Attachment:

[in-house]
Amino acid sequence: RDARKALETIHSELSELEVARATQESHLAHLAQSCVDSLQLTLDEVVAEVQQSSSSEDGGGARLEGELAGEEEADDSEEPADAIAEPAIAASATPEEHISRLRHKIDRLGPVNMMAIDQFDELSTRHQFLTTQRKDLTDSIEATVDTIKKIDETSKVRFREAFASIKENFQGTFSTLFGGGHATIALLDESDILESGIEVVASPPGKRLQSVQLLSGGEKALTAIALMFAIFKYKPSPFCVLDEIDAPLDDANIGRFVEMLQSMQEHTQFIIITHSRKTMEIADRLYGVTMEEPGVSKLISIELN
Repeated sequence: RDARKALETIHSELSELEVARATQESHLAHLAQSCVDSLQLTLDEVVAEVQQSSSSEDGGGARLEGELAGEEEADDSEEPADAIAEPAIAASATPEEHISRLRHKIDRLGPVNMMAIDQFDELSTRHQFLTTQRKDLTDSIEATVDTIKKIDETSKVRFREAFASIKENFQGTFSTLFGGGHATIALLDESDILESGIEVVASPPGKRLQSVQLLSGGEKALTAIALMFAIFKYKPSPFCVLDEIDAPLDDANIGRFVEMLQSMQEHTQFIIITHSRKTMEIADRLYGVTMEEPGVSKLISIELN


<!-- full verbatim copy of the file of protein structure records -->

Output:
[in-house]
Amino acid sequence: RDARKALETIHSELSELEVARATQESHLAHLAQSCVDSLQLTLDEVVAEVQQSSSSEDGGGARLEGELAGEEEADDSEEPADAIAEPAIAASATPEEHISRLRHKIDRLGPVNMMAIDQFDELSTRHQFLTTQRKDLTDSIEATVDTIKKIDETSKVRFREAFASIKENFQGTFSTLFGGGHATIALLDESDILESGIEVVASPPGKRLQSVQLLSGGEKALTAIALMFAIFKYKPSPFCVLDEIDAPLDDANIGRFVEMLQSMQEHTQFIIITHSRKTMEIADRLYGVTMEEPGVSKLISIELN
Repeated sequence: RDARKALETIHSELSELEVARATQESHLAHLAQSCVDSLQLTLDEVVAEVQQSSSSEDGGGARLEGELAGEEEADDSEEPADAIAEPAIAASATPEEHISRLRHKIDRLGPVNMMAIDQFDELSTRHQFLTTQRKDLTDSIEATVDTIKKIDETSKVRFREAFASIKENFQGTFSTLFGGGHATIALLDESDILESGIEVVASPPGKRLQSVQLLSGGEKALTAIALMFAIFKYKPSPFCVLDEIDAPLDDANIGRFVEMLQSMQEHTQFIIITHSRKTMEIADRLYGVTMEEPGVSKLISIELN